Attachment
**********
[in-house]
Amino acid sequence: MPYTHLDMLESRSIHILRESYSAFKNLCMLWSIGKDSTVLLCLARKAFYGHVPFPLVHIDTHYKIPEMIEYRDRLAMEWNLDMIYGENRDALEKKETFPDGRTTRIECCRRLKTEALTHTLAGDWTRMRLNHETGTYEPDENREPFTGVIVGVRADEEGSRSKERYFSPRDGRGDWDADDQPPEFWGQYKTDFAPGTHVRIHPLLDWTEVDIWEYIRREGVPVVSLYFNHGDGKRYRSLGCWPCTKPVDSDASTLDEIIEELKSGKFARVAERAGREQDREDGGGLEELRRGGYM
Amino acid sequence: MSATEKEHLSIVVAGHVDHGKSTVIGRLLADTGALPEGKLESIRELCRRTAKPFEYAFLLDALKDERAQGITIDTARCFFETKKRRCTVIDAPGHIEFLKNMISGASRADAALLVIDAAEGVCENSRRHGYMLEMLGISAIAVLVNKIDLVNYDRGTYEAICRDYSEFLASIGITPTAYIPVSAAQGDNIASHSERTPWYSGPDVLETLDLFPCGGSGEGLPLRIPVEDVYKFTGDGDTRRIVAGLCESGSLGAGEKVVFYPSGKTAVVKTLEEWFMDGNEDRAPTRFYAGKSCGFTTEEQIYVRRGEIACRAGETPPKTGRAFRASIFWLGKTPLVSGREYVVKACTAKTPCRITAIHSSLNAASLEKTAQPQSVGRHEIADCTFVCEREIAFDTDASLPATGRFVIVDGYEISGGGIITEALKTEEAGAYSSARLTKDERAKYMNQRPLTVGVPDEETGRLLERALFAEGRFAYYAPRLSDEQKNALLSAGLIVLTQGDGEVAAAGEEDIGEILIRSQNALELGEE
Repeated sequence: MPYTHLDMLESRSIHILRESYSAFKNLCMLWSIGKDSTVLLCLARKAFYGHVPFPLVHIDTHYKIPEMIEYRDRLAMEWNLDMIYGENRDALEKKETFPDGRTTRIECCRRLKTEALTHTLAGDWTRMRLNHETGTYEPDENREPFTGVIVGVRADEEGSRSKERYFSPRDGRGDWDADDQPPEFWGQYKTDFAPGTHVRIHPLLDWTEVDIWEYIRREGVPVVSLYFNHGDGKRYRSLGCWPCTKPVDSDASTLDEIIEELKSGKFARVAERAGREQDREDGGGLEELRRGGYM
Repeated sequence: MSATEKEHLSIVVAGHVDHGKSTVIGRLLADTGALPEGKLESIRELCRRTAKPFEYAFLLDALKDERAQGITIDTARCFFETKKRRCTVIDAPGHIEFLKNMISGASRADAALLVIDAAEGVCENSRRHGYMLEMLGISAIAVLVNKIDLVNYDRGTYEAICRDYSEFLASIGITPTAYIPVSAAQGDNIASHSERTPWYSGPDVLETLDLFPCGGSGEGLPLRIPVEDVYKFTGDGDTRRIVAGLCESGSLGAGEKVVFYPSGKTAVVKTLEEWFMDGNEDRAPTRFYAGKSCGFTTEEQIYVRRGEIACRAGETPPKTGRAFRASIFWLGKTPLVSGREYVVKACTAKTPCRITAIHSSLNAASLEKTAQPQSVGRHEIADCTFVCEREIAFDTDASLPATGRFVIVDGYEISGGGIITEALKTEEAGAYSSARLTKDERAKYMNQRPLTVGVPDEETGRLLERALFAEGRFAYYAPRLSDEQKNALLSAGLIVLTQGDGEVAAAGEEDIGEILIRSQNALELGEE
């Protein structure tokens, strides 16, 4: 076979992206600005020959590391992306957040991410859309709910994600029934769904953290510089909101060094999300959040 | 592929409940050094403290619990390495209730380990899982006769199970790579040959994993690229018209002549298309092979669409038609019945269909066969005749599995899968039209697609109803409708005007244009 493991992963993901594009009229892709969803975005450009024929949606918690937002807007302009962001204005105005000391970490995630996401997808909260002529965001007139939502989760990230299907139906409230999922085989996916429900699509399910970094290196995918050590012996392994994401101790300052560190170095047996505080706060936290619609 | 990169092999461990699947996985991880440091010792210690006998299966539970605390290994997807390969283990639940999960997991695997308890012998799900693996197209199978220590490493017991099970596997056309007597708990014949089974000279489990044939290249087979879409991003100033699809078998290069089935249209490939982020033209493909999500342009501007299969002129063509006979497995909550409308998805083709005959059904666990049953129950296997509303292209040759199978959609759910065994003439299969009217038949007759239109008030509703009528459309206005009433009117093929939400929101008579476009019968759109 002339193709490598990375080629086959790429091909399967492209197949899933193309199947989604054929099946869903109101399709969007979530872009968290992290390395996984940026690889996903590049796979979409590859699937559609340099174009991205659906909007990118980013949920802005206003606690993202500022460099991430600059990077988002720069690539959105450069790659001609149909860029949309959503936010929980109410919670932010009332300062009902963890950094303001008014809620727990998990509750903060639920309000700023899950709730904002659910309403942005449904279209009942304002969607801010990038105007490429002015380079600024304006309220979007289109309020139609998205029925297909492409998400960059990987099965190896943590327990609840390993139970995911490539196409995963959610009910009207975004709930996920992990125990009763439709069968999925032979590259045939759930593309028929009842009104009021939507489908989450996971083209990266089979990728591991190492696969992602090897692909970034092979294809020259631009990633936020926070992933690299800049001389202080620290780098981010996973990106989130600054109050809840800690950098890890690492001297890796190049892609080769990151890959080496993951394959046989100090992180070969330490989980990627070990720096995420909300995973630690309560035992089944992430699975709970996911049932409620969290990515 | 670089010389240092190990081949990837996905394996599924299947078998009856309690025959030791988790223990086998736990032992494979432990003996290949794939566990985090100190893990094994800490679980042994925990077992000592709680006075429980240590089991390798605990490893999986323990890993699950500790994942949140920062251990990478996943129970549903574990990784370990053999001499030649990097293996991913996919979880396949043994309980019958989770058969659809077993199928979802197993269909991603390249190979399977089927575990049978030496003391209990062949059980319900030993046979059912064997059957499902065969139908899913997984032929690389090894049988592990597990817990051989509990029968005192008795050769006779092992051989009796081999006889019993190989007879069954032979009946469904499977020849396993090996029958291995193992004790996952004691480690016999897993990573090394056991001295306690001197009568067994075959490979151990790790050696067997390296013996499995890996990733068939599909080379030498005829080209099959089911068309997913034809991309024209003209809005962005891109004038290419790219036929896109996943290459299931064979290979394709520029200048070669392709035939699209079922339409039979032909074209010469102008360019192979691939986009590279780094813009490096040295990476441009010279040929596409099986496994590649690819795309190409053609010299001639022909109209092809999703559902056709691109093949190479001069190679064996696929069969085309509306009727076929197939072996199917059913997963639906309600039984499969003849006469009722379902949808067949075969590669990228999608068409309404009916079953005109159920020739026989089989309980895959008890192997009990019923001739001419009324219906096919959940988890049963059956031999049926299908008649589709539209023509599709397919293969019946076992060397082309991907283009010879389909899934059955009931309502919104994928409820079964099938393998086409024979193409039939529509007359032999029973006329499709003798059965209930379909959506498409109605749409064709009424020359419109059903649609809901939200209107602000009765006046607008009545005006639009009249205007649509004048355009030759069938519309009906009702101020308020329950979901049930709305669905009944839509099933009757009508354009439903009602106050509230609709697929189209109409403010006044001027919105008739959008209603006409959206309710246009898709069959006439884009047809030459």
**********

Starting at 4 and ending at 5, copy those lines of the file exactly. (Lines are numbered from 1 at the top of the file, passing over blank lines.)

Repeated sequence: MPYTHLDMLESRSIHILRESYSAFKNLCMLWSIGKDSTVLLCLARKAFYGHVPFPLVHIDTHYKIPEMIEYRDRLAMEWNLDMIYGENRDALEKKETFPDGRTTRIECCRRLKTEALTHTLAGDWTRMRLNHETGTYEPDENREPFTGVIVGVRADEEGSRSKERYFSPRDGRGDWDADDQPPEFWGQYKTDFAPGTHVRIHPLLDWTEVDIWEYIRREGVPVVSLYFNHGDGKRYRSLGCWPCTKPVDSDASTLDEIIEELKSGKFARVAERAGREQDREDGGGLEELRRGGYM
Repeated sequence: MSATEKEHLSIVVAGHVDHGKSTVIGRLLADTGALPEGKLESIRELCRRTAKPFEYAFLLDALKDERAQGITIDTARCFFETKKRRCTVIDAPGHIEFLKNMISGASRADAALLVIDAAEGVCENSRRHGYMLEMLGISAIAVLVNKIDLVNYDRGTYEAICRDYSEFLASIGITPTAYIPVSAAQGDNIASHSERTPWYSGPDVLETLDLFPCGGSGEGLPLRIPVEDVYKFTGDGDTRRIVAGLCESGSLGAGEKVVFYPSGKTAVVKTLEEWFMDGNEDRAPTRFYAGKSCGFTTEEQIYVRRGEIACRAGETPPKTGRAFRASIFWLGKTPLVSGREYVVKACTAKTPCRITAIHSSLNAASLEKTAQPQSVGRHEIADCTFVCEREIAFDTDASLPATGRFVIVDGYEISGGGIITEALKTEEAGAYSSARLTKDERAKYMNQRPLTVGVPDEETGRLLERALFAEGRFAYYAPRLSDEQKNALLSAGLIVLTQGDGEVAAAGEEDIGEILIRSQNALELGEE